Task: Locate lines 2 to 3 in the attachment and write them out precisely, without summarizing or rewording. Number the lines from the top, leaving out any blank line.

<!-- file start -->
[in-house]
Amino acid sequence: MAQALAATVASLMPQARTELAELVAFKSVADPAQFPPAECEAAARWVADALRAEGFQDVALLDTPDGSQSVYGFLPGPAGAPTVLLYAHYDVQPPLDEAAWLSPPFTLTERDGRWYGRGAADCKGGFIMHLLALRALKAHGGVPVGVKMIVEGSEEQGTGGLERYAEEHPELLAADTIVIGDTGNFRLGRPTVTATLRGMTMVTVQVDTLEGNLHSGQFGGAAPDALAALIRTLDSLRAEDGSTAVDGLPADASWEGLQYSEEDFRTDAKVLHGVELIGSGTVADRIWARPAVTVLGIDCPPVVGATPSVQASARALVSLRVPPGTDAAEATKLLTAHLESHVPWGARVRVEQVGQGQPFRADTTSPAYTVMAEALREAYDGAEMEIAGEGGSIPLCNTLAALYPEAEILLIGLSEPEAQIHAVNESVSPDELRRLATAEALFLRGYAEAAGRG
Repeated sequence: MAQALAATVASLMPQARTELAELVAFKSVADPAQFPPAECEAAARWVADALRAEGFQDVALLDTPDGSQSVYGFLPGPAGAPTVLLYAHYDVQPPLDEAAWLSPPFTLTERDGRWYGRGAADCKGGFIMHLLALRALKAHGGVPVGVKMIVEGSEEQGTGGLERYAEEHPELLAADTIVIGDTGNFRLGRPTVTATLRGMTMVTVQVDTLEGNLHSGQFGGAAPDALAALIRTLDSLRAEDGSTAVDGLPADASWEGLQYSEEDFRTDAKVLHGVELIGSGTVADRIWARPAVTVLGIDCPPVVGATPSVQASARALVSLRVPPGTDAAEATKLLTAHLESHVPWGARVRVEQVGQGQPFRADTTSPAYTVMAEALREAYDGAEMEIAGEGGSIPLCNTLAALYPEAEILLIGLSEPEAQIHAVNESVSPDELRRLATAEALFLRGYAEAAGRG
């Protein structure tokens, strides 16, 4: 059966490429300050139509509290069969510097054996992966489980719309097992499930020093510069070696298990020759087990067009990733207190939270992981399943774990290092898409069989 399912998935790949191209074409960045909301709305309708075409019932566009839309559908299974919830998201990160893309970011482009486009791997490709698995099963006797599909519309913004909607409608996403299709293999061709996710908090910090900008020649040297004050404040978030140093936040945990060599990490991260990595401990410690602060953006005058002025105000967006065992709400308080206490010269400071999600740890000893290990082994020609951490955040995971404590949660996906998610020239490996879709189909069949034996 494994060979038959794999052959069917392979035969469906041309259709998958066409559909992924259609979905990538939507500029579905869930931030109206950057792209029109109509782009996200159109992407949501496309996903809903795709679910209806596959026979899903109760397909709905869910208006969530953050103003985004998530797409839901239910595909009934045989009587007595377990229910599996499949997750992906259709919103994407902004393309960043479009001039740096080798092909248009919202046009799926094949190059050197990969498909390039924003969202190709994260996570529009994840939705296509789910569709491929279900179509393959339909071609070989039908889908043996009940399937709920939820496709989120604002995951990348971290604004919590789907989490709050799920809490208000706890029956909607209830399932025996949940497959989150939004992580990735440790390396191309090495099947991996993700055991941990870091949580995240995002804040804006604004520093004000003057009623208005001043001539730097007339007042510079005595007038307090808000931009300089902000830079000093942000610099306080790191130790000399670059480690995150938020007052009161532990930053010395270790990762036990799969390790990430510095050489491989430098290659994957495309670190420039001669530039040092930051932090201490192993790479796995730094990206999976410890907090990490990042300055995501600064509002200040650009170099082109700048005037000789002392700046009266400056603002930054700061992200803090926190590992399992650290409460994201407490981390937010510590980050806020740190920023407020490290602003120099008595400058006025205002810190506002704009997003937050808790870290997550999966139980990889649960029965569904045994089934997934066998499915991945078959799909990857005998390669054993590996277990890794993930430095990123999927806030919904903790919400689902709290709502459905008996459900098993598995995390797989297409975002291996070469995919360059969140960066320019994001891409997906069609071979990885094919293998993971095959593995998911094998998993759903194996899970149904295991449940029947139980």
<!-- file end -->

Amino acid sequence: MAQALAATVASLMPQARTELAELVAFKSVADPAQFPPAECEAAARWVADALRAEGFQDVALLDTPDGSQSVYGFLPGPAGAPTVLLYAHYDVQPPLDEAAWLSPPFTLTERDGRWYGRGAADCKGGFIMHLLALRALKAHGGVPVGVKMIVEGSEEQGTGGLERYAEEHPELLAADTIVIGDTGNFRLGRPTVTATLRGMTMVTVQVDTLEGNLHSGQFGGAAPDALAALIRTLDSLRAEDGSTAVDGLPADASWEGLQYSEEDFRTDAKVLHGVELIGSGTVADRIWARPAVTVLGIDCPPVVGATPSVQASARALVSLRVPPGTDAAEATKLLTAHLESHVPWGARVRVEQVGQGQPFRADTTSPAYTVMAEALREAYDGAEMEIAGEGGSIPLCNTLAALYPEAEILLIGLSEPEAQIHAVNESVSPDELRRLATAEALFLRGYAEAAGRG
Repeated sequence: MAQALAATVASLMPQARTELAELVAFKSVADPAQFPPAECEAAARWVADALRAEGFQDVALLDTPDGSQSVYGFLPGPAGAPTVLLYAHYDVQPPLDEAAWLSPPFTLTERDGRWYGRGAADCKGGFIMHLLALRALKAHGGVPVGVKMIVEGSEEQGTGGLERYAEEHPELLAADTIVIGDTGNFRLGRPTVTATLRGMTMVTVQVDTLEGNLHSGQFGGAAPDALAALIRTLDSLRAEDGSTAVDGLPADASWEGLQYSEEDFRTDAKVLHGVELIGSGTVADRIWARPAVTVLGIDCPPVVGATPSVQASARALVSLRVPPGTDAAEATKLLTAHLESHVPWGARVRVEQVGQGQPFRADTTSPAYTVMAEALREAYDGAEMEIAGEGGSIPLCNTLAALYPEAEILLIGLSEPEAQIHAVNESVSPDELRRLATAEALFLRGYAEAAGRG